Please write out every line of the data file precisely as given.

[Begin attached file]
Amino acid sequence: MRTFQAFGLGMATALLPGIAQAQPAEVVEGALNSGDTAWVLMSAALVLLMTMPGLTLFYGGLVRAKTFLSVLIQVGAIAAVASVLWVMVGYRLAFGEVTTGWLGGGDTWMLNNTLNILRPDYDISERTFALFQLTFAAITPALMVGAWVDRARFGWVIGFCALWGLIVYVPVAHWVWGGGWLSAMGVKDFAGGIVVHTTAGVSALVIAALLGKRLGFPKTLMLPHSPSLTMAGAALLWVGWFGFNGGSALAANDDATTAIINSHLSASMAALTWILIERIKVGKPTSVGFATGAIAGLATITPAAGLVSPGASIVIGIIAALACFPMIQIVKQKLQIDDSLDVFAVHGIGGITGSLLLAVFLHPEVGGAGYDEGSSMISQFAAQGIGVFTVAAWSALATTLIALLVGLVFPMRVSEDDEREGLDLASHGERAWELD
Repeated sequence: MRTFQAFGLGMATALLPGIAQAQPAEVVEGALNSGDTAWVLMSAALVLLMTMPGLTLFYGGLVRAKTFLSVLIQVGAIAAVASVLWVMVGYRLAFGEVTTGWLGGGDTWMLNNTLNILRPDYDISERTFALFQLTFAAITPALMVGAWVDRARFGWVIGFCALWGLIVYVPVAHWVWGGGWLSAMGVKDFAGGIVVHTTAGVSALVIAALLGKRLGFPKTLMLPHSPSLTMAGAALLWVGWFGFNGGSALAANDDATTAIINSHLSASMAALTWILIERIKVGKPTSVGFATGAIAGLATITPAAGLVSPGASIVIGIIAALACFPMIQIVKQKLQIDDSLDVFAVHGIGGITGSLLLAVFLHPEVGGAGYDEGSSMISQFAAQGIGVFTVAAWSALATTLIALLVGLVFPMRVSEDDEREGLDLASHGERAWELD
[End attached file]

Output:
Amino acid sequence: MRTFQAFGLGMATALLPGIAQAQPAEVVEGALNSGDTAWVLMSAALVLLMTMPGLTLFYGGLVRAKTFLSVLIQVGAIAAVASVLWVMVGYRLAFGEVTTGWLGGGDTWMLNNTLNILRPDYDISERTFALFQLTFAAITPALMVGAWVDRARFGWVIGFCALWGLIVYVPVAHWVWGGGWLSAMGVKDFAGGIVVHTTAGVSALVIAALLGKRLGFPKTLMLPHSPSLTMAGAALLWVGWFGFNGGSALAANDDATTAIINSHLSASMAALTWILIERIKVGKPTSVGFATGAIAGLATITPAAGLVSPGASIVIGIIAALACFPMIQIVKQKLQIDDSLDVFAVHGIGGITGSLLLAVFLHPEVGGAGYDEGSSMISQFAAQGIGVFTVAAWSALATTLIALLVGLVFPMRVSEDDEREGLDLASHGERAWELD
Repeated sequence: MRTFQAFGLGMATALLPGIAQAQPAEVVEGALNSGDTAWVLMSAALVLLMTMPGLTLFYGGLVRAKTFLSVLIQVGAIAAVASVLWVMVGYRLAFGEVTTGWLGGGDTWMLNNTLNILRPDYDISERTFALFQLTFAAITPALMVGAWVDRARFGWVIGFCALWGLIVYVPVAHWVWGGGWLSAMGVKDFAGGIVVHTTAGVSALVIAALLGKRLGFPKTLMLPHSPSLTMAGAALLWVGWFGFNGGSALAANDDATTAIINSHLSASMAALTWILIERIKVGKPTSVGFATGAIAGLATITPAAGLVSPGASIVIGIIAALACFPMIQIVKQKLQIDDSLDVFAVHGIGGITGSLLLAVFLHPEVGGAGYDEGSSMISQFAAQGIGVFTVAAWSALATTLIALLVGLVFPMRVSEDDEREGLDLASHGERAWELD